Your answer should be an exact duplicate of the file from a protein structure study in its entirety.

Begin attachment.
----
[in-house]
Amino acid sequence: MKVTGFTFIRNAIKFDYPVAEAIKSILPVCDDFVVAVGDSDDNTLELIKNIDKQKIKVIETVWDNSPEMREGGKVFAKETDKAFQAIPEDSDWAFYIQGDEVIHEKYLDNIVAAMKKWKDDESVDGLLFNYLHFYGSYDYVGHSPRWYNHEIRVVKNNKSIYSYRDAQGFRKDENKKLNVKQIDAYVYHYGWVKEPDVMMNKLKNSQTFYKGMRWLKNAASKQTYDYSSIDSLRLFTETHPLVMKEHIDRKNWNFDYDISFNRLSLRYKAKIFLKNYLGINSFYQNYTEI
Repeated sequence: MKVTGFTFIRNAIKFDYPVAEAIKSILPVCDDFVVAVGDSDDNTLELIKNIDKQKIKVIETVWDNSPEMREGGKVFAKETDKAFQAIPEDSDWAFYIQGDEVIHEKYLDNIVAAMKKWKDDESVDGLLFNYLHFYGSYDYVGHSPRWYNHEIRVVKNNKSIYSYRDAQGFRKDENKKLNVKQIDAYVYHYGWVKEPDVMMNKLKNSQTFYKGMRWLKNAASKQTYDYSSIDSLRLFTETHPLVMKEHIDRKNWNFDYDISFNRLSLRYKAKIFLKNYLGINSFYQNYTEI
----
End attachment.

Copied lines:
[in-house]
Amino acid sequence: MKVTGFTFIRNAIKFDYPVAEAIKSILPVCDDFVVAVGDSDDNTLELIKNIDKQKIKVIETVWDNSPEMREGGKVFAKETDKAFQAIPEDSDWAFYIQGDEVIHEKYLDNIVAAMKKWKDDESVDGLLFNYLHFYGSYDYVGHSPRWYNHEIRVVKNNKSIYSYRDAQGFRKDENKKLNVKQIDAYVYHYGWVKEPDVMMNKLKNSQTFYKGMRWLKNAASKQTYDYSSIDSLRLFTETHPLVMKEHIDRKNWNFDYDISFNRLSLRYKAKIFLKNYLGINSFYQNYTEI
Repeated sequence: MKVTGFTFIRNAIKFDYPVAEAIKSILPVCDDFVVAVGDSDDNTLELIKNIDKQKIKVIETVWDNSPEMREGGKVFAKETDKAFQAIPEDSDWAFYIQGDEVIHEKYLDNIVAAMKKWKDDESVDGLLFNYLHFYGSYDYVGHSPRWYNHEIRVVKNNKSIYSYRDAQGFRKDENKKLNVKQIDAYVYHYGWVKEPDVMMNKLKNSQTFYKGMRWLKNAASKQTYDYSSIDSLRLFTETHPLVMKEHIDRKNWNFDYDISFNRLSLRYKAKIFLKNYLGINSFYQNYTEI